This study aimed to examine the effect of Hurricane Sandy on Long Island mental health emergency department (ED) visits and to determine whether these visits varied according to patient demographics or geographic area and intensity of the impact.
Individual-level de-identified data were extracted from the Statewide Planning and Research Cooperative System from New York State ED visits from October 1 to December 2012 for residents of Nassau and Suffolk counties in Long Island. The dates of the ED visits were grouped into 4 periods: (1) pre-Sandy, October 1–28; (2) during Sandy, October 29; (3) post-Sandy I, October 30 to November 1; and (4) post-Sandy II, November 2–30.
A total of 126,337 ED visits were recorded among 23 EDs. A significant drop in volume was observed on October 29; 399 more ED visits for physical health diagnoses were identified in the post-Sandy I period than in the pre-Sandy period. “Diseases of the respiratory system” was the only diagnosis group that showed a positive trend in the post-Sandy I period compared with the pre-Sandy period (increase of 4%). No significant changes in mental health visits were observed after Sandy landfall.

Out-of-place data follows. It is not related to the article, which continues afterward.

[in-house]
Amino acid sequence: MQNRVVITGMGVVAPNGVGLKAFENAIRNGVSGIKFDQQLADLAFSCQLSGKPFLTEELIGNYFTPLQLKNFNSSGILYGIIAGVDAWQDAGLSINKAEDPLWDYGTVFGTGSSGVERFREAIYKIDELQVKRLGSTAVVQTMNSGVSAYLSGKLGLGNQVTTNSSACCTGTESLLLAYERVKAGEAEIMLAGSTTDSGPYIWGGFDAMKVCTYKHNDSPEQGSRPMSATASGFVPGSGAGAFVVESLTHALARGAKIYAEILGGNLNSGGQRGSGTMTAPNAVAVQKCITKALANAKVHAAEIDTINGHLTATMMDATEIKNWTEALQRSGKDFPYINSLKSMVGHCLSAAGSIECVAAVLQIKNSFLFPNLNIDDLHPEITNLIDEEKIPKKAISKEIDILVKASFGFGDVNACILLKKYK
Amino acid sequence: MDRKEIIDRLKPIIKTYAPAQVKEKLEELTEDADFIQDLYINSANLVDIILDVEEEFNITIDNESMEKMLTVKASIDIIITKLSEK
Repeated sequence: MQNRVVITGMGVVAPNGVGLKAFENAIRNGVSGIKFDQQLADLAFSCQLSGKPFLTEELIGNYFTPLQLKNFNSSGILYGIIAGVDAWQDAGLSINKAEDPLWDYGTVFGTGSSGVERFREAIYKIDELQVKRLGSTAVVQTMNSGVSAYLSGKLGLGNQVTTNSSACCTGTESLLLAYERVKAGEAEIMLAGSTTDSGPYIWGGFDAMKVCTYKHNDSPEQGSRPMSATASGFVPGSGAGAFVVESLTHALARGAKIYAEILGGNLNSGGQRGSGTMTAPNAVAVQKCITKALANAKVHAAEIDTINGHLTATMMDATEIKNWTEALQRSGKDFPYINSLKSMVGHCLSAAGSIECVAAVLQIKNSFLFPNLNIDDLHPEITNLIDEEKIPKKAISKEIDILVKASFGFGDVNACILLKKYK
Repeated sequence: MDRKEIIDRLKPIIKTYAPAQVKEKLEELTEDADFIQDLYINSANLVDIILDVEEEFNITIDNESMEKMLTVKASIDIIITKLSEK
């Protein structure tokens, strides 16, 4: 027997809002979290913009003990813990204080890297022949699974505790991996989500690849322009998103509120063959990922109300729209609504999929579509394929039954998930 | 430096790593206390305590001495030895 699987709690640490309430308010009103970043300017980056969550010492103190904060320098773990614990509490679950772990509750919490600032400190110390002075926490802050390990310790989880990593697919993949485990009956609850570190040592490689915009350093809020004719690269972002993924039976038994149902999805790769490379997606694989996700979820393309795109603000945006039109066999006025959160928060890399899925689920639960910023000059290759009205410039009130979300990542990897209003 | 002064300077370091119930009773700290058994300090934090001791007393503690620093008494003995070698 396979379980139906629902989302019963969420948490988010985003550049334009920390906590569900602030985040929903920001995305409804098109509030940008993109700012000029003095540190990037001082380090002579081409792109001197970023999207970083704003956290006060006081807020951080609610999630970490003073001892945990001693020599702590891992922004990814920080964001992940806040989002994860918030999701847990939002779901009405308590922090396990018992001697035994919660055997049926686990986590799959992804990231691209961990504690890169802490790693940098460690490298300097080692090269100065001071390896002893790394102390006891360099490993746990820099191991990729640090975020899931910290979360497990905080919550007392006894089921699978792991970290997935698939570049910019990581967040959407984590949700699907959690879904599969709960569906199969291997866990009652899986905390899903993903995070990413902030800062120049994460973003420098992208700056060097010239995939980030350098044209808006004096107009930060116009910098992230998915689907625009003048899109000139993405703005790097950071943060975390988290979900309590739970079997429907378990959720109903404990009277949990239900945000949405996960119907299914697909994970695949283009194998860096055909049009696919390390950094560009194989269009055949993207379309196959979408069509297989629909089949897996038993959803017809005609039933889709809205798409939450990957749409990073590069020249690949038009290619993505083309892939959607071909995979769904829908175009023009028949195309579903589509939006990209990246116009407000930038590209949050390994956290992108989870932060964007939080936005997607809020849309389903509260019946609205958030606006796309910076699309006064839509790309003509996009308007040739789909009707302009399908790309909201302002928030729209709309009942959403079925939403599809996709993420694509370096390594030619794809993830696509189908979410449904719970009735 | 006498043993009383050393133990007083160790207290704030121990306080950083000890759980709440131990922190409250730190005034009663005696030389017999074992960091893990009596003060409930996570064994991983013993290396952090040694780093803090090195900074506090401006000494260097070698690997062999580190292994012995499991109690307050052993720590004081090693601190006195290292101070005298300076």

This analysis suggests that the critical temporal window during which ED resources should be increased is in the immediate aftermath of a hurricane. (Disaster Med Public Health Preparedness. 2016;10:344–350)
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